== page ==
Radiographic evidence of new strokes, no. of patients (%)0/8 (0)
Evidence of new surgical collateral vessels, no. of affected hemispheres (%)13/13 (100)
Matsushima grade, no. of affected hemispheres (%)
  A5/13 (38.4)
  B8/13 (61.5)
  C0/13 (0)

Radiographic Outcome After Hospital Discharge

All patients had postoperative MRI and/or angiography studies available for review. The mean duration of radiographic follow-up was 52.6 months (range 19–160 months) with a mean of 4.8 studies per patient (range 2–7 studies). Magnetic resonance imaging was available and angiograms were performed in all 8 patients (100%).

All 8 patients had a 6-month postoperative follow-up MRI, which showed reduced cortical FLAIR signal, a marker of improved blood flow. None of the patients with unilateral disease went on to develop disease on the contralateral side and 2 of these patients are at least 2 years out from surgery. The mean duration of follow-up for these patients was 36.9 months (range 19–46.8 months).

There were no new strokes identified in any radiographic studies following hospital discharge and no radiographic evidence of moyamoya progression in any patients. New surgical collateral vessels were identified in the 13 hemispheres (100%) imaged with angiography. These collateral vessels were evaluated using the Matsushima scale; grade A collaterals were observed in 5 of 13 affected hemispheres (38.4%) and grade B collaterals in 8 of 13 affected hemispheres (61.5%). No progression of the basilar artery stenosis was seen in any patient.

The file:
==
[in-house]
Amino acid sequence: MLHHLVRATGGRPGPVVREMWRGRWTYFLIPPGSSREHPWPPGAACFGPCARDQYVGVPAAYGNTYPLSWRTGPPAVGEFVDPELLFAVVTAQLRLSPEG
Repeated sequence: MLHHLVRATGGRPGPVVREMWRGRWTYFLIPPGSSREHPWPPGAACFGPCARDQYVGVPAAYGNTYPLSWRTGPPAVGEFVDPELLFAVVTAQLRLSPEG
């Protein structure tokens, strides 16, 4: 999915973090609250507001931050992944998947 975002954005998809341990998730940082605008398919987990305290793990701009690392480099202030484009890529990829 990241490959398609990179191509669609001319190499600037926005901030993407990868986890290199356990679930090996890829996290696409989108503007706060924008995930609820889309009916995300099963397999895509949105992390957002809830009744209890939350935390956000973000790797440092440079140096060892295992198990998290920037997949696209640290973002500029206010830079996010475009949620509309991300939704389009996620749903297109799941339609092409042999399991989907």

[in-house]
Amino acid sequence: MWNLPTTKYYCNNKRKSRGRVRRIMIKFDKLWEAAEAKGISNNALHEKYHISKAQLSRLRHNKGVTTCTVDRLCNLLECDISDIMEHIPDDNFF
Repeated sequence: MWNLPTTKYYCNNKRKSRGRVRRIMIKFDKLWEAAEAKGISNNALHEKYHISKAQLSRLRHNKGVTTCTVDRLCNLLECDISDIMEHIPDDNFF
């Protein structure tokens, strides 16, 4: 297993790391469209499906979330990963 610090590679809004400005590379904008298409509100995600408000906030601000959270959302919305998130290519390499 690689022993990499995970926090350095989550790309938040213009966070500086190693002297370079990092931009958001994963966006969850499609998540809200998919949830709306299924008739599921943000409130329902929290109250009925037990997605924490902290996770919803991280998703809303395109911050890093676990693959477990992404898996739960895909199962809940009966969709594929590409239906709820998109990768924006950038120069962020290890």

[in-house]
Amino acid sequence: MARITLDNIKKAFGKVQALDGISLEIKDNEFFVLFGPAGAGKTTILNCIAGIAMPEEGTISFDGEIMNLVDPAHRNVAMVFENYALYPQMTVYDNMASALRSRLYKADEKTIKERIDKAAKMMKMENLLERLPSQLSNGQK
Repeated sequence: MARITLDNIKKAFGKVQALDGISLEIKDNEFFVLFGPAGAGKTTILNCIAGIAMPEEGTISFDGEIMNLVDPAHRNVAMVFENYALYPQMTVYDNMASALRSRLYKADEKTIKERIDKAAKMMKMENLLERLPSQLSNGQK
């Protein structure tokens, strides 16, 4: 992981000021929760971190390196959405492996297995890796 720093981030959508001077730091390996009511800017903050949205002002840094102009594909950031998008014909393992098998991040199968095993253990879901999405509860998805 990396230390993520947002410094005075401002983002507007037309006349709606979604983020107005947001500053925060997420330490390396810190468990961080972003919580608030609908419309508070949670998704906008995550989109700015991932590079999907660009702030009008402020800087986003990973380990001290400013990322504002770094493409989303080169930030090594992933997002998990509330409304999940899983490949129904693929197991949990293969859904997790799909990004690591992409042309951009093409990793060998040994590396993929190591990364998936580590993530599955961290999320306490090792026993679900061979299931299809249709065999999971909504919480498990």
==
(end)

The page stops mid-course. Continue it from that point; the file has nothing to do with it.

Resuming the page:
Discussion

The term “moyamoya disease” is used to differentiate idiopathic cases from those seen in patients with associated syndromes or diseases, such as this series of cases involving patients with PHACES, which are classified as moyamoya syndrome.13,14 In addition to facial segmental superficial hemangiomas, PHACES is known to have other associated vascular malformations, including coarctation of the aorta, cardiovascular anomalies, and intracerebral arterial anomalies.2,10 Two prior studies describe intracerebral vascular anomalies in PHACES patients. In 2006, Drolet et al. described 5 PHACES patients who had strokes in infancy and their associated intracerebral arteriopathy.1,11 None of these patients underwent surgical treatment. Heyer et al. reported on a single PHACES patient who underwent bilateral pial synangiosis after development of moyamoya syndrome and multiple strokes.3,4 Postoperatively, she had no further radiographic strokes or clinical progression with 2 years of follow-up. These data are in concordance with our practice, as early intervention helps to prevent stroke and results in improved outcomes. For this reason, we recommend early surgical treatment for our patients.7,15,16 More recently, Satishkumar et al.12 and Jack et al.5 described individual patients with PHACES and moyamoya vasculopathy, and Tortora et al.18 compiled a case series, in which the presence of basilar artery stenosis in this cohort was noted, as we describe here. In addition, the Tortora series includes 3 patients who underwent surgery, with one of these 3 patients having reported follow-up. However, these prior publications represent scattered approaches to therapy among multiple practitioners, while the present study represents a systematic review of this subgroup within the context of our much larger cohort of moyamoya patients, with a unified treatment approach and careful follow-up.